A Michigan man has been charged with threatening to kill President Joe Biden, House Speaker Nancy Pelosi and Gov. Gretchen Whitmer, authorities said Tuesday.
Joshua Docter, 21, of Holland, was charged Monday in Ottawa County with one count of threat of terrorism and one count of using a computer to commit a crime, Michigan Attorney General Dana Nessel said.
Docter, who surrendered to authorities Tuesday, was charged following an investigation by the FBI into comments authorities say he made in January on a social media platform called iFunny, Nessel said.
In the posts, Docter stated his intentions to fatally shoot the trio of elected officials and that their deaths would “be the catalyst” for a new American revolution, Nessel said.
Docter also allegedly had information on how to make a bomb, as well as locations on his cellphone where he could find the needed materials.
“Threatening elected officials is against the law and my office will prosecute those who attempt to intimidate or terrorize our state and federal leaders,” Nessel said in a statement announcing the charges.
Docter, who was arraigned Tuesday, was ordered to appear for a probable cause conference on April 8 and a preliminary exam one week later, Nessel said.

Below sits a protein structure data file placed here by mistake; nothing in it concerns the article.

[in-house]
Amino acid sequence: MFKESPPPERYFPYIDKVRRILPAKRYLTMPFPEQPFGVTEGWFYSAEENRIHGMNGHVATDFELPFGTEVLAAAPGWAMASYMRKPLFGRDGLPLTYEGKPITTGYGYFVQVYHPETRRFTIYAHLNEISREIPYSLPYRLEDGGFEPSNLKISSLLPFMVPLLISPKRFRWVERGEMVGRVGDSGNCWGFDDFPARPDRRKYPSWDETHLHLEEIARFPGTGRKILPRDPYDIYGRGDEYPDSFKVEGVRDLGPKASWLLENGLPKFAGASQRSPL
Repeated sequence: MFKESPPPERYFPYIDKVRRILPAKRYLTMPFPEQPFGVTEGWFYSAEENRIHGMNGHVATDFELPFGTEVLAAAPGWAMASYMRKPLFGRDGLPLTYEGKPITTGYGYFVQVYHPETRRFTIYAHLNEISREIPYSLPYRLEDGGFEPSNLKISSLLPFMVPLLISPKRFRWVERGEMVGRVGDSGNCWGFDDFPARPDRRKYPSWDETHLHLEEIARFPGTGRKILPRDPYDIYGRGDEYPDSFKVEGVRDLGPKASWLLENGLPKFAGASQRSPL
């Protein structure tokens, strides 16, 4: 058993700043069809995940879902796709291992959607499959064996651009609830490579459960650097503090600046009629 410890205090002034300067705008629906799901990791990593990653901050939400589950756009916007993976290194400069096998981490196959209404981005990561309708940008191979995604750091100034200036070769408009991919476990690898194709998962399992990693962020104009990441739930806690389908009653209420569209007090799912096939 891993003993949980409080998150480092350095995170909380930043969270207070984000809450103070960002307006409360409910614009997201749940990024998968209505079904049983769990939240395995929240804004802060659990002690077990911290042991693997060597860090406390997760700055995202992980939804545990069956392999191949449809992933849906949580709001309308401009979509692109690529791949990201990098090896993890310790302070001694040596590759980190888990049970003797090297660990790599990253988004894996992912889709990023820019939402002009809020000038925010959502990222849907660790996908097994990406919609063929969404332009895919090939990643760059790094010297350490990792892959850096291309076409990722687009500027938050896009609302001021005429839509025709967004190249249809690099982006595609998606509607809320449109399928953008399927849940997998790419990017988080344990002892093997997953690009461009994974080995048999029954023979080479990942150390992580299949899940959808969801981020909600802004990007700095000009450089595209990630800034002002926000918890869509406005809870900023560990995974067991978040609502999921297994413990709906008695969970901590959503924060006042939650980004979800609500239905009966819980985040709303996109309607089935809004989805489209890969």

Federal and state officials charged 14 men in October in a plot to kidnap Whitmer — a Democrat elected as Michigan’s governor in 2018 — over their opposition to her statewide coronavirus lockdown order. Six people were charged in federal court and eight others who authorities say aided them were charged in state court.
One of the six men charged federally, Ty Garbin, 25, pleaded guilty in January and said he will “fully cooperate” with investigators as part of plea agreement in the kidnapping conspiracy by the group, known as the Wolverine Watchmen.
Earlier this month, a war veteran told a Michigan court how he became an FBI informant in the federal probe. The man, identified only as Dan, said he learned about the Wolverine Watchmen on social media and got access to its private online group after answering just a few questions.
But the firearms instructor said he got “alarmed” by discussions about harming police officers and reached out to a law enforcement friend. The informant also said he took part in armed protests at the state Capitol last year and rural training exercises with the group.
One of the men charged in state court, Paul Bellar, wanted to “bum-rush” the state’s Capitol, Dan said.
A judge in Jackson County will hear arguments on March 29 and render a decision on whether there’s enough evidence to send Bellar and two other men, Joe Morrison and Pete Musico, to trial. Their attorneys insist they neither took part directly in the kidnapping plot nor committed violence at the Capitol.
With Post wires